Gelfand had been unable at first to make the film in Los Angeles and so had planned to shoot it instead in Seattle. But that production fell through, which later turned out to be for the best, “a miracle,” he said. He toyed with the idea of filming in northern California or Texas before finding a home for the film in L.A., where he lives. 

He and his crew are at work now on the credits, and the film will be completely finished within a week. 


— From the Facebook page of “My True Fairytale,” used with permission
Art imitates life: Actor Emma Kennedy, left, plays Andie Goodwin, a character based on Alyssa Gelfand, right, of Guilderland in “My True Fairytale,” a film written and directed by Gelfand’s father. Alyssa Gelfand died in 2017 after the car she was driving on Hurst Road crashed into a tree. Two friends with Gelfand in the car survived the accident.



Gelfand has directed and produced a number of shorts, but this was his first full-length film. 

FIlmmaking is extremely, extremely challenging, he said, “and I cannot stress enough that you really need to love what you’re doing, to complete a movie from A to Z.” 

The process involves “a lot of low lows and a lot of high highs,” and the descent from the highs to the lows can be steep and quick, he said. A director needs to be able to solve problems and to listen well, he added. 

The film changes as it is made, Gelfand said. “What you write in a script is going to be a little bit different from what you shoot. And what you shoot is going to be a little bit different from what you get in the editing, and what you get as a final product is going to be different from the edit.”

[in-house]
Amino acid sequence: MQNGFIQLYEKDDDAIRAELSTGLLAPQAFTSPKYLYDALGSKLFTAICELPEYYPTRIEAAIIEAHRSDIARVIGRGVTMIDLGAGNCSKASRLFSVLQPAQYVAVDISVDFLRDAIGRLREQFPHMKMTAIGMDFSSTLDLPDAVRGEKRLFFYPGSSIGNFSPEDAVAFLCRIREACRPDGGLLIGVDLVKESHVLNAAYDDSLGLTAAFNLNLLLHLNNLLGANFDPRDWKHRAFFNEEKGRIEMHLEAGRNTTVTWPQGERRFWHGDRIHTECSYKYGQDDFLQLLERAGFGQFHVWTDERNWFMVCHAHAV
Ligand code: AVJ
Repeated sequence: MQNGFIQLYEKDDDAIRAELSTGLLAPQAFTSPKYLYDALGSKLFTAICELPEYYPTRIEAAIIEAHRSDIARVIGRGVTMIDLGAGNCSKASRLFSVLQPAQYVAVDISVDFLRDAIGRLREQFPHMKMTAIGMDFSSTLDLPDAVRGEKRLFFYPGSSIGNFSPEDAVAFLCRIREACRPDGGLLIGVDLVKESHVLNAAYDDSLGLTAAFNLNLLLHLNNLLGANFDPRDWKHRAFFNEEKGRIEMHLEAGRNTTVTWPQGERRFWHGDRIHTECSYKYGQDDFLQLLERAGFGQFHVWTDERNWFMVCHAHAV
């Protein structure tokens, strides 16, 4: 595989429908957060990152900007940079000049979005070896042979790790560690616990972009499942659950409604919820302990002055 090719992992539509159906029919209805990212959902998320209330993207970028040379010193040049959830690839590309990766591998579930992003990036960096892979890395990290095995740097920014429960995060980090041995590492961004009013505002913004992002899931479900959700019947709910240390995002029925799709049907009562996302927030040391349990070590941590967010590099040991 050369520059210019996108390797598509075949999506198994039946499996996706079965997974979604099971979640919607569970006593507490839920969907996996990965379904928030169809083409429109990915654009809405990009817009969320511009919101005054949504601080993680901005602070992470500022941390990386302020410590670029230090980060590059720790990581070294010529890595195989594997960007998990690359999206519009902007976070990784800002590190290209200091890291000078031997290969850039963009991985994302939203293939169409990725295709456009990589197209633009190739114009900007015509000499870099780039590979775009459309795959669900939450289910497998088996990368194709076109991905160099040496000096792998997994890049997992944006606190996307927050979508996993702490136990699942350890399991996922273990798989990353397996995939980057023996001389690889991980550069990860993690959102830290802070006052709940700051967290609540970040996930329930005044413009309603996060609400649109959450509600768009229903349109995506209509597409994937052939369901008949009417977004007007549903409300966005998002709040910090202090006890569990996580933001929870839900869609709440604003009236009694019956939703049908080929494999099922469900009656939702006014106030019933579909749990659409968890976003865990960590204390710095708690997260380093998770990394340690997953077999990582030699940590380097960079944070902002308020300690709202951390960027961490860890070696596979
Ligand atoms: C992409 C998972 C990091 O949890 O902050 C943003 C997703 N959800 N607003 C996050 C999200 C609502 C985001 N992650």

But is this the film he wanted to make, he asks rhetorically. “Yes,” is his emphatic answer. Was it the script that he wrote? “No, it’s a little bit different.” 

The central idea, though, is the same, he said. 

He compared the feeling that he wants the audience to have upon leaving the theater to that of “Cinema Paradiso” (directed by Giuseppe Tornatore, Italy, 1988) or “American Beauty” (Sam Mendes, 1999). 

“I wanted people to feel, watching this film,” he said simply. “I think the idea that I started with originally comes through. And that is the idea of love. Love conquers all, love conquers racism, love conquers depression, love conquers death.”